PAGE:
Florent Guillaume wrote:
On 28 Nov 2005, at 19:30, Dominik Huber wrote:
But at least the event notifications within the setitem function is
kind of redundant.
An add-, move- and remove- event is a part of the container
framework. Therefore we can assume that the underlying container
referenced by the event.object.__parent__ has changed too.
def setitem(container, setitemf, name, object):
If you don't have this container notification, then when you want to
know when a given container object is modified you have to listen to
all add, remove and move events, and then introspect their oldParent
and newParent. Doh.
The object event framework promises you that if there is something
happening to an object, you get notified of it directly. That's what
I'm doing here, I'm notifying that the container object was modified,
because it was.
If you have a problem with that event, then you should have a problem
with the whole concept of event dispatching to sublocations, which
are also "redundant" but which we want to make explicit nevertheless,
for the benefit of subscribers.
Dispatching does not mean redundant event information!
IMO, there are three use cases mixed up:
1. Notification if the *order* of container was changed.
2. Notification if the content of a container was *moved* (add- and move
3. Notification if the *content* of a container was changed (Mechansim
to inform super (parent) objects)
1. A subtype of IObjectModifiedEvent could make sense, because only the
state of the container changed.
(Here is our dispute wether we implement such an event as subtype or be
the general object modified event and modification descriptors.)
2. A subtype of IObjectModifiedEvent is cluttering because of redundant
modification events. The modification is caused by the containment.
Regularly the dispatching related to the containment hierarchy tries to
emulate an information flow from *parent -> child*, because children
should be informed if the location information has been changed. But the
other way around you need *never* a notification, because the container
is aware of changes related to the container framework! Here an more
adequat solution would be an internal container framework event that
derives from IObjectEvent but not from IObjectModifiedEvent, because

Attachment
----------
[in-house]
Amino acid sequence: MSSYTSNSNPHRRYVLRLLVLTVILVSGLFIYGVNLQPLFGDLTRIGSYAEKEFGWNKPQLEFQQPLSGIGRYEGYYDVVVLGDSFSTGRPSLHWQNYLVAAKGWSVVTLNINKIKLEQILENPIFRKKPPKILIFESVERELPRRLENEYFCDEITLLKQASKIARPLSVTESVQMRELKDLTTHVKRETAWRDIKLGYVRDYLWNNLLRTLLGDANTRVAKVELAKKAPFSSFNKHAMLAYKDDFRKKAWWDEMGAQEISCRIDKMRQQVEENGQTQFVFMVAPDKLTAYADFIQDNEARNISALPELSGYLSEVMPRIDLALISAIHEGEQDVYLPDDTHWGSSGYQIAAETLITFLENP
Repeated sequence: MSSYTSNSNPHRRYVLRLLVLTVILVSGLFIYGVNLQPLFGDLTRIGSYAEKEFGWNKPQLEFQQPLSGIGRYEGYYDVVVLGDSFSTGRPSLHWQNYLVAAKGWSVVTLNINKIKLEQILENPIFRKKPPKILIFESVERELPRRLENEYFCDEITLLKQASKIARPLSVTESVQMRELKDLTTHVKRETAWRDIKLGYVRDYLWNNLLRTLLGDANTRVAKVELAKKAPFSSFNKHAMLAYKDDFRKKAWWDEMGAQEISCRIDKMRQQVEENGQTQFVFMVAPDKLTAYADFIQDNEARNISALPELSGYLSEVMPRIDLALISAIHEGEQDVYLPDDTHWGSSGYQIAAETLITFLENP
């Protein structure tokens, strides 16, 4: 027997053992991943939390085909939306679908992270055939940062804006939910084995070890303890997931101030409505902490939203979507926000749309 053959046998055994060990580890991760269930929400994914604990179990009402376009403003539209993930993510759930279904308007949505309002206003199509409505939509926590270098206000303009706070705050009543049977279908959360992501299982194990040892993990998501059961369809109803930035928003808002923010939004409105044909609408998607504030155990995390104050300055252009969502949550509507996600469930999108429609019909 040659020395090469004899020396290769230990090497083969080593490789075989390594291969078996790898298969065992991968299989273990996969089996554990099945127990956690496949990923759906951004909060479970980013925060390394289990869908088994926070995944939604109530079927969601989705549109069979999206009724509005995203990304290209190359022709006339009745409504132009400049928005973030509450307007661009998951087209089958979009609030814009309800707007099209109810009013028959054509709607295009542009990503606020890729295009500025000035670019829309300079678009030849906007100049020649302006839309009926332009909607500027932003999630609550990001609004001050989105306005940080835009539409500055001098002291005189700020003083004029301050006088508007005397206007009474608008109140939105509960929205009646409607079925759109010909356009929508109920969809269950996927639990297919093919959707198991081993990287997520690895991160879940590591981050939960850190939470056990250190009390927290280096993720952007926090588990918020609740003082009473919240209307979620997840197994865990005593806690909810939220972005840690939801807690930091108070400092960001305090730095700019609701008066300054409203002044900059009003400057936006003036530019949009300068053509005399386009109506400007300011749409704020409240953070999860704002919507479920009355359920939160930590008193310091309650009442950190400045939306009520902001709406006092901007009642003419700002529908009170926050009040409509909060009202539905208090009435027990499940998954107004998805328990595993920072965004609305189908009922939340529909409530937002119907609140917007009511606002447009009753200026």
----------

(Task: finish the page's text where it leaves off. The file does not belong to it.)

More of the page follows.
otherwise we would notify the same modification using two redundant
3. IMO you are introducing something like a dispatchToParentLocations
information flow from *child -> parent* similar to the
dispatchToSublocations (*parent -> child* ). I like this idea, but I
would generalize it: It might be interesting for parents to be informed
if the state of a containment has changed.
def dispatchToParentLocations(object, event):
parents = IParents(object, None)
if parents is not None:
for parent in parents :
for ignored in zapi.subscribers((parent, event), None):
pass # They do work in the adapter fetch
But then we would have the problem, that we could not differ
child->parent and parent->child handlers...
Florent, excuse my insistence, but I'm afraid that we mess up the
I think I understand your intention. The only thing I realy defend is
the fact that we should not implement different approaches (models of a
containment hierarchy) using the same events, because we have no change
to differ those point of views within our event handlers. Therefore it
is very important that we notify only one event
(IObjectModifiedEvent.isOrExtends(event)), because we don't have a
chance to check for redundant event informations that affects different
I'm realy tired of this hick-hack-thread. IMO the correct way would be a
proposal for such a fundamental change.
tel;work:++41 56 534 77 30
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